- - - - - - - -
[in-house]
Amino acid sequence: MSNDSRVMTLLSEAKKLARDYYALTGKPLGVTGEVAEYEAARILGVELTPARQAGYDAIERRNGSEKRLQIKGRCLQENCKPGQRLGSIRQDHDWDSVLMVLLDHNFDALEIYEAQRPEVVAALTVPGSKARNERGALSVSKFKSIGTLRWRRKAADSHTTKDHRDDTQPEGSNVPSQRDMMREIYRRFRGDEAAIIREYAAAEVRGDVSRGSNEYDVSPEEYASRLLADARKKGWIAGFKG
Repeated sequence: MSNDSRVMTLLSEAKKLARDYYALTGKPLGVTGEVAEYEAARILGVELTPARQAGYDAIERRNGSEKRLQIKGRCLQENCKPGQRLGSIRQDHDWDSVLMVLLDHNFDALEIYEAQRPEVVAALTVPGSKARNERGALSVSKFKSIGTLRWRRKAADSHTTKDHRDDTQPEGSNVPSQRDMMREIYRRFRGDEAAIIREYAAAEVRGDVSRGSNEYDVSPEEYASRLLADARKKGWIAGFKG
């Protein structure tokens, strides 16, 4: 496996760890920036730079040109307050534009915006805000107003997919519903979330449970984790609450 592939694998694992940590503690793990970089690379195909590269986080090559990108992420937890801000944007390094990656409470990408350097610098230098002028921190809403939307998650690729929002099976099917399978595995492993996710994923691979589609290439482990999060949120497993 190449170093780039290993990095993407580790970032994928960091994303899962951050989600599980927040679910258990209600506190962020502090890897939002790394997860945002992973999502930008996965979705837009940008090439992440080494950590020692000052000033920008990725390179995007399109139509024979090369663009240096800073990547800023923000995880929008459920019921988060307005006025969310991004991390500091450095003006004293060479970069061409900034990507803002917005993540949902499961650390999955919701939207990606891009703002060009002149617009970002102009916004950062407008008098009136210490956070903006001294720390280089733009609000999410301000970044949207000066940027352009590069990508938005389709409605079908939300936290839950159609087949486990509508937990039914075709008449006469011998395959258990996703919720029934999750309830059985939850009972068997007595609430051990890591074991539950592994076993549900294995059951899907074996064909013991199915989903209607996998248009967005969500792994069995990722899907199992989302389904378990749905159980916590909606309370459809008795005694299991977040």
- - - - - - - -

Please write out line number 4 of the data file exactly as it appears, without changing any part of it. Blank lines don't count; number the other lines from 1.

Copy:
């Protein structure tokens, strides 16, 4: 496996760890920036730079040109307050534009915006805000107003997919519903979330449970984790609450 592939694998694992940590503690793990970089690379195909590269986080090559990108992420937890801000944007390094990656409470990408350097610098230098002028921190809403939307998650690729929002099976099917399978595995492993996710994923691979589609290439482990999060949120497993 190449170093780039290993990095993407580790970032994928960091994303899962951050989600599980927040679910258990209600506190962020502090890897939002790394997860945002992973999502930008996965979705837009940008090439992440080494950590020692000052000033920008990725390179995007399109139509024979090369663009240096800073990547800023923000995880929008459920019921988060307005006025969310991004991390500091450095003006004293060479970069061409900034990507803002917005993540949902499961650390999955919701939207990606891009703002060009002149617009970002102009916004950062407008008098009136210490956070903006001294720390280089733009609000999410301000970044949207000066940027352009590069990508938005389709409605079908939300936290839950159609087949486990509508937990039914075709008449006469011998395959258990996703919720029934999750309830059985939850009972068997007595609430051990890591074991539950592994076993549900294995059951899907074996064909013991199915989903209607996998248009967005969500792994069995990722899907199992989302389904378990749905159980916590909606309370459809008795005694299991977040």